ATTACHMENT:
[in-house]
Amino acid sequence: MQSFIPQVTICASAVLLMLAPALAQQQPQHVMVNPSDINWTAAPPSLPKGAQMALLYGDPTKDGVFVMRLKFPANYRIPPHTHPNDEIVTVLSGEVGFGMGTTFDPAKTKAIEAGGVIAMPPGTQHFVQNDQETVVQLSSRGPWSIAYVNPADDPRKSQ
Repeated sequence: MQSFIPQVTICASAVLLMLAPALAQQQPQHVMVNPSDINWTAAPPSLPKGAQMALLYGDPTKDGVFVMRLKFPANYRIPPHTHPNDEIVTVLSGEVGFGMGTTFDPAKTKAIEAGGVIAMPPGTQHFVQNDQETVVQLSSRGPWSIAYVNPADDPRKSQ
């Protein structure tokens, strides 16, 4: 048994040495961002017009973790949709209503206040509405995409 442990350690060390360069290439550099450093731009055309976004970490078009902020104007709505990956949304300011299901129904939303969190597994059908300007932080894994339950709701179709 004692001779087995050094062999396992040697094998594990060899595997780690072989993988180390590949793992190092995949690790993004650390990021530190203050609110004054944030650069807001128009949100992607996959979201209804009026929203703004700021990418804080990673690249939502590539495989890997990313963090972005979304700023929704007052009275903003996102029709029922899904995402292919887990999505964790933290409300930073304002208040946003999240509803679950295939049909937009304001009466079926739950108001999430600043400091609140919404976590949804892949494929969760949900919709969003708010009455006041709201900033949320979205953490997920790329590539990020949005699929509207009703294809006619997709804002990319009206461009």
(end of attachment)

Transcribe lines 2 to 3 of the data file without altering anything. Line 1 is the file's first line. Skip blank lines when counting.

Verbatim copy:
Amino acid sequence: MQSFIPQVTICASAVLLMLAPALAQQQPQHVMVNPSDINWTAAPPSLPKGAQMALLYGDPTKDGVFVMRLKFPANYRIPPHTHPNDEIVTVLSGEVGFGMGTTFDPAKTKAIEAGGVIAMPPGTQHFVQNDQETVVQLSSRGPWSIAYVNPADDPRKSQ
Repeated sequence: MQSFIPQVTICASAVLLMLAPALAQQQPQHVMVNPSDINWTAAPPSLPKGAQMALLYGDPTKDGVFVMRLKFPANYRIPPHTHPNDEIVTVLSGEVGFGMGTTFDPAKTKAIEAGGVIAMPPGTQHFVQNDQETVVQLSSRGPWSIAYVNPADDPRKSQ